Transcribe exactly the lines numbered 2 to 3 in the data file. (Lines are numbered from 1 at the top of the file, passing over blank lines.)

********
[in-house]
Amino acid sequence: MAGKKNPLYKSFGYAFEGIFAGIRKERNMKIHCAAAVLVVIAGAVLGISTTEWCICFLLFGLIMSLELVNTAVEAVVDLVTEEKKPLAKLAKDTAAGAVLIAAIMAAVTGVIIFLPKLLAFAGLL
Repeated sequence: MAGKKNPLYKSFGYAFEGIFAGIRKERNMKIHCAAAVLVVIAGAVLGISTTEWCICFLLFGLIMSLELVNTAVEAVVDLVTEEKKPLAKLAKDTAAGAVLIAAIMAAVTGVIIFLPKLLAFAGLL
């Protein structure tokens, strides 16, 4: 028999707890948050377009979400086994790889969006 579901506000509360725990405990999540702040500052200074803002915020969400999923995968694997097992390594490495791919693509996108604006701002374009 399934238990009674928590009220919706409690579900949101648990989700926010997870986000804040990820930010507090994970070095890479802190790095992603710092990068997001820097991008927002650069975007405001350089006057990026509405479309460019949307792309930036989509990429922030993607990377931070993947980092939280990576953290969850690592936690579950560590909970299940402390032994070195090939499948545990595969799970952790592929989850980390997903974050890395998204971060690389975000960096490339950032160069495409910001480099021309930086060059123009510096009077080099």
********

Amino acid sequence: MAGKKNPLYKSFGYAFEGIFAGIRKERNMKIHCAAAVLVVIAGAVLGISTTEWCICFLLFGLIMSLELVNTAVEAVVDLVTEEKKPLAKLAKDTAAGAVLIAAIMAAVTGVIIFLPKLLAFAGLL
Repeated sequence: MAGKKNPLYKSFGYAFEGIFAGIRKERNMKIHCAAAVLVVIAGAVLGISTTEWCICFLLFGLIMSLELVNTAVEAVVDLVTEEKKPLAKLAKDTAAGAVLIAAIMAAVTGVIIFLPKLLAFAGLL